The Conversation Around Diversity and Inclusion

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Image of Yasmin author Saadia Faruqi

Saadia Faruqi

The Conversation Around Diversity and Inclusion

September 24, 2020


Educator and scholar Rudine Sims Bishop coined the term “mirrors and windows” to explain the potential books truly have. As we talk about diversity and inclusion in children’s books, I think it’s important to remind ourselves why these terms are so critical today. Whether you are a parent, teacher, librarian, or other caregiver of a child starting to read, offering them a wide array of books should be part of your mission.

What do I mean by a wide array? Typically one thinks of genres as variety. Let the child read mysteries and fantasy and historical and contemporary. Let them read books with male and female main characters. Now, more than ever, I find this definition incomplete. In a world where students witness so many differences in the racial, religious and cultural backgrounds of their peers, there is an even more important distinction to be made when we talk about offering a broad selection of books to them. It now means diversity in terms of who the main character is.

Diverse books are sometimes reduced to a hashtag, but it’s actually a critical concept. Children must read books that showcase the diversity that they see around them. Books that feature Muslim main characters like my Yasmin series, or Hispanic main characters like in the Sofia Martinez series. Books with African American main characters and Native main characters, and so much more. Books that prove to their readers that they too are a valued, integral part of the society they live in. Books that offer self-esteem and pride. Self-confidence. Happiness. These books are mirrors to the children who read them, according to Bishop.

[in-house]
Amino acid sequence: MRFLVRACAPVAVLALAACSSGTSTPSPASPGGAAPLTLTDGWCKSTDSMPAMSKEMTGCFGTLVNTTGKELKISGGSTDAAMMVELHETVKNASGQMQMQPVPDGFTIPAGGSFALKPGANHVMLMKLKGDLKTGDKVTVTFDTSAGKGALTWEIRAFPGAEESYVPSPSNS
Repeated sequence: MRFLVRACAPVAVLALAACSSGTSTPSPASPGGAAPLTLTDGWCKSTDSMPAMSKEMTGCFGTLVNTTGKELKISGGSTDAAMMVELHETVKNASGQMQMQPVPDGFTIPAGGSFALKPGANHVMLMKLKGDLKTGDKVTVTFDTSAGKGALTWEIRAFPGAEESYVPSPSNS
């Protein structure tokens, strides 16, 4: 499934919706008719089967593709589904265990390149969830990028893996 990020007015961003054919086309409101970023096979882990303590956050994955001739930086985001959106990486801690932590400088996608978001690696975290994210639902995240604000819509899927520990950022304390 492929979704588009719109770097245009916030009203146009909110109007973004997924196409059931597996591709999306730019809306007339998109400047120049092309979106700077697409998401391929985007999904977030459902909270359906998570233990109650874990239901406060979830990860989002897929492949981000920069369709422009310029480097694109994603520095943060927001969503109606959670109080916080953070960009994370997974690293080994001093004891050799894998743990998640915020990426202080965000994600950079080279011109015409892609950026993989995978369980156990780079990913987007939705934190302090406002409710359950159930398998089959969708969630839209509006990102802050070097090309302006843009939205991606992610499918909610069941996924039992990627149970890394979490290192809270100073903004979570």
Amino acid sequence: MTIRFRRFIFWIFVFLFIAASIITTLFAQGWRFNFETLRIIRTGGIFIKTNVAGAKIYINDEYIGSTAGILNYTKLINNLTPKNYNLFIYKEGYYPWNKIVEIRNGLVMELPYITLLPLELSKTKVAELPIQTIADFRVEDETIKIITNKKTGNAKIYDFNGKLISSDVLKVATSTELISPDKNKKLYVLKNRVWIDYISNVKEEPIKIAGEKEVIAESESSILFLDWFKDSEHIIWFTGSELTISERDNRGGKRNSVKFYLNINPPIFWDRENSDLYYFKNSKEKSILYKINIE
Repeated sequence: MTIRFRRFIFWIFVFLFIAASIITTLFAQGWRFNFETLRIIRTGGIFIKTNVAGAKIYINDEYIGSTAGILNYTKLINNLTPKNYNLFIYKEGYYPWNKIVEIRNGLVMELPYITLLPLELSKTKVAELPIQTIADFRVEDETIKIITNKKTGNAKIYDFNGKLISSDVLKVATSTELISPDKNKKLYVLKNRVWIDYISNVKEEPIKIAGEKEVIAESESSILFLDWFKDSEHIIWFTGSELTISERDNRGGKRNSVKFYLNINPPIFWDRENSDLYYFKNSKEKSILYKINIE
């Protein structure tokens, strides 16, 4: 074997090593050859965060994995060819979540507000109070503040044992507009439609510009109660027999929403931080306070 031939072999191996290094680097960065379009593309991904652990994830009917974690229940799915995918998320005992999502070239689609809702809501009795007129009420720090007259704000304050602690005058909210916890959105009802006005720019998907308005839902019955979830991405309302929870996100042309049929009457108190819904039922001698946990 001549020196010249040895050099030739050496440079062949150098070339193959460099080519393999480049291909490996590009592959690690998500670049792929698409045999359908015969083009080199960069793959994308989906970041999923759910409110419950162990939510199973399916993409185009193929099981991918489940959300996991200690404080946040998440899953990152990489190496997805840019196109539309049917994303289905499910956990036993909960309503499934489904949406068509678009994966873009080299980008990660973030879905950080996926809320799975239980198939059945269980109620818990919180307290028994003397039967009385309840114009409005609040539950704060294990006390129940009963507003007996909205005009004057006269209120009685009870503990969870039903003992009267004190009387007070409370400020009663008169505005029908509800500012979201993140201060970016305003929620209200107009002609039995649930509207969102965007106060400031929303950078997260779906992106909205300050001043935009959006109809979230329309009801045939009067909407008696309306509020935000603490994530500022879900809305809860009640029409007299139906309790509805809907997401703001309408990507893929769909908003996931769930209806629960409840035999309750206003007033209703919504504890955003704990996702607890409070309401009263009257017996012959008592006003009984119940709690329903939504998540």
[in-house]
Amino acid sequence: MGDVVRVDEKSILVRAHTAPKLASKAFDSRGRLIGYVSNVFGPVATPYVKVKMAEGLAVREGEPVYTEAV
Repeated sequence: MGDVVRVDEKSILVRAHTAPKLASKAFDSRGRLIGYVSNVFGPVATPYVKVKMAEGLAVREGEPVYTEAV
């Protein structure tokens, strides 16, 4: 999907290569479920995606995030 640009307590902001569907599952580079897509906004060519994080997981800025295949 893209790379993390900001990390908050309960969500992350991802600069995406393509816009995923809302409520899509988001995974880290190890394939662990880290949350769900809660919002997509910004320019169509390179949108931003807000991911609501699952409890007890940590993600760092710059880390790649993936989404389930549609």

I’ve seen firsthand the result of this sort of diversity. Students are excited to pick up a book and see a face that looks like their own. They can imagine themselves having the adventures the main character has, or facing the challenges the main character faces. They can take comfort in those books, because they see themselves in them.

Books as windows are equally important. For a child to see someone different as a hero in the story is essential. That child can learn that everyone has value, regardless of their culture or skin color. Diversity and inclusion in books can then pave a pathway towards diversity and inclusion in real life, little by little. Students in the classroom can understand the lives of their peers better, can have discussions about how one way of doing something is as valid as another.

Window books can be learning tools, if used properly. They can also be a powerful weapon in the fight against bigotry and stereotyping. Reading about someone different from you helps you to understand them better, to empathize with them, in a way that has little parallel. Diversity isn’t just a hashtag, it’s something we all need to practice in our lives. Books are an excellent and easy way to do that.